I peered through my mule's ears at a copper-coated bison squaring off with me in a remote corner of Northeastern Montana, and shortened my reins.
Two weeks into a 3-month expedition to document the changing Great Plains landscape, this was our first bison.
I swiveled around in my saddle to ask my partner if we had come a little too close for comfort. The enormous creature stood next to the only gate for miles. Not wanting to backtrack and traverse the prairie by night, I threw caution to the wind.
With one eye on the bull, I jumped down, swung the gate wide, and shuffled our pack string through. The bull snorted, then slowly pivoted and ambled away. As the sun nestled into the horizon, we watched him disappear over the lip of the nearest hill.
Next to the dried up creek bed where we pitched camp that night, the primordial grunts of a bison herd in rut floated across the sage brush steppe into our tent.
150 years ago, experiences like these would have been so commonplace as to border on the mundane. Bison once roved the plains by the millions; today, you rarely come across one outside of Yellowstone.
The sense of oddity surrounding our recent bison encounter is a testament to the massive transformation the Great Plains have undergone in the last century. As settlement has pushed across North America's plains, its grasslands have seen ecological devastation comparable to the deforestation of the Amazon Rainforest.
Many regard the Great Plains as one of the most unequivocally flat and boring landscapes in America. Sebastian Tsocanos and I began the "Rediscover the Prairie" project to challenge that narrative. Little of our journey was flat; not one mile was boring.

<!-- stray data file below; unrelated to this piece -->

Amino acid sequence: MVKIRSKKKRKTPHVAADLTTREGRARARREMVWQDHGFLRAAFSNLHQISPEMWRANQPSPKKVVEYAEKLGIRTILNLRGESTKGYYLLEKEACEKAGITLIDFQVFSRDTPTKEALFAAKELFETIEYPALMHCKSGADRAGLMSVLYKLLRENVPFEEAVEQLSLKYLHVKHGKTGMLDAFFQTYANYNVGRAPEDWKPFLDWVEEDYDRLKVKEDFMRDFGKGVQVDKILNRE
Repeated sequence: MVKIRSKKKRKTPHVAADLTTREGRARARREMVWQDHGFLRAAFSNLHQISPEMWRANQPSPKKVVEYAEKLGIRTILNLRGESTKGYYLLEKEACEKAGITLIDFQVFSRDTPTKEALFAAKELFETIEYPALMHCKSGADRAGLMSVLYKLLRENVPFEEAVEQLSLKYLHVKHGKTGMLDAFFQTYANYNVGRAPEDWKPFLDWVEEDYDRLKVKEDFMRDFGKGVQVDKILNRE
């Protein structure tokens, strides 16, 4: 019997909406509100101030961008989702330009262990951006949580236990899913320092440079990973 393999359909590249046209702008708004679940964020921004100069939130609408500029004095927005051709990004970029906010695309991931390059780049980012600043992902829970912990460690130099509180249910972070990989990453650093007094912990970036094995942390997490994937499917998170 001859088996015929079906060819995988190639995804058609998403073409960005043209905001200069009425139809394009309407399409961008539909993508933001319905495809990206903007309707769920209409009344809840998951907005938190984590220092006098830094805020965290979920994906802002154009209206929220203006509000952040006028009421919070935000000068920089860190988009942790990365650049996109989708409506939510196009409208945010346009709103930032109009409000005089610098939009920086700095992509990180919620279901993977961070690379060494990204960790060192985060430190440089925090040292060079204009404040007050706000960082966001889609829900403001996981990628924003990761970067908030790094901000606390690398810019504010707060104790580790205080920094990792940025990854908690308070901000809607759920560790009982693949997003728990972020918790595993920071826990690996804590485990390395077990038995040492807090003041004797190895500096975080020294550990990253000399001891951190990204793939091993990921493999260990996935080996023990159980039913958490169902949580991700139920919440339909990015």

Our route took us through some of the last intact prairie on the planet. We watered from the same holes as Pronghorn Antelope, and watched sage-grouse erupt from the surrounding brush.
We scaled the rolling hills of the Missouri breaks, picked our way through rim-rock and rattlesnakes, and followed the Powder River as it braided through Wyoming's plains.
We crossed the Keystone XL Pipeline, the Yellowstone River, and were chauffeured across I-94 by a kind motorcyclist named Clint.
We navigated a maze of public and private lands and met the figures involved in creating a sustainable future in the region.
Some, as you'd expect, work in the brown government garb of the U.S. Fish and Wildlife Service, and others wear the faded blue jeans ubiquitous to ranchers. Others come from World Wildlife Fund's offices in Bozeman to monitor the precipitous decline in grassland bird populations. Yet others hail from Native American communities, working to reintroduce bison to tribal lands.
The tracts of native prairie we rode through seemed boundless to us. In reality, they are shadows of what they once were.
The mixed-grass biome we rode across has shrunk to 29 percent of its historical distribution. Estimates of remaining tall-grass prairie dip to fractions of 1 percent. Loss and fragmentation of habitat, mostly for agricultural purposes, has devastated grassland species.
The damage caused by plowing up prairie parallels the effects of clear-cutting old-growth forests. The destruction occurs on a different scale, however, and so the difference between native prairie and agricultural fields is not as readily apparent--especially when driving by at 80mph.